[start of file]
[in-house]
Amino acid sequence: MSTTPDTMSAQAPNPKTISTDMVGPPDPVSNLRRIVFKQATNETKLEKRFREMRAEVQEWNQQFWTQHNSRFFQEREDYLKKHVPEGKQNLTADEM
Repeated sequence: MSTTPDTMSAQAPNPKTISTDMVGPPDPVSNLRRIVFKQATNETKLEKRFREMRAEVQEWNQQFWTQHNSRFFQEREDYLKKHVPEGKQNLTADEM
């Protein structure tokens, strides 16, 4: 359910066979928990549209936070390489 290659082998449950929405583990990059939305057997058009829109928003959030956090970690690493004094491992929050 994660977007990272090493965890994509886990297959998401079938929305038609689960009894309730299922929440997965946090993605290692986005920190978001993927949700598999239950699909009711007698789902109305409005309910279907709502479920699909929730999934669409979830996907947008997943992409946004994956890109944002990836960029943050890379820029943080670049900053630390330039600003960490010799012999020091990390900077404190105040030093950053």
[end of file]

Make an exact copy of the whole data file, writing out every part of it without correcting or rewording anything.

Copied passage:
[in-house]
Amino acid sequence: MSTTPDTMSAQAPNPKTISTDMVGPPDPVSNLRRIVFKQATNETKLEKRFREMRAEVQEWNQQFWTQHNSRFFQEREDYLKKHVPEGKQNLTADEM
Repeated sequence: MSTTPDTMSAQAPNPKTISTDMVGPPDPVSNLRRIVFKQATNETKLEKRFREMRAEVQEWNQQFWTQHNSRFFQEREDYLKKHVPEGKQNLTADEM
């Protein structure tokens, strides 16, 4: 359910066979928990549209936070390489 290659082998449950929405583990990059939305057997058009829109928003959030956090970690690493004094491992929050 994660977007990272090493965890994509886990297959998401079938929305038609689960009894309730299922929440997965946090993605290692986005920190978001993927949700598999239950699909009711007698789902109305409005309910279907709502479920699909929730999934669409979830996907947008997943992409946004994956890109944002990836960029943050890379820029943080670049900053630390330039600003960490010799012999020091990390900077404190105040030093950053």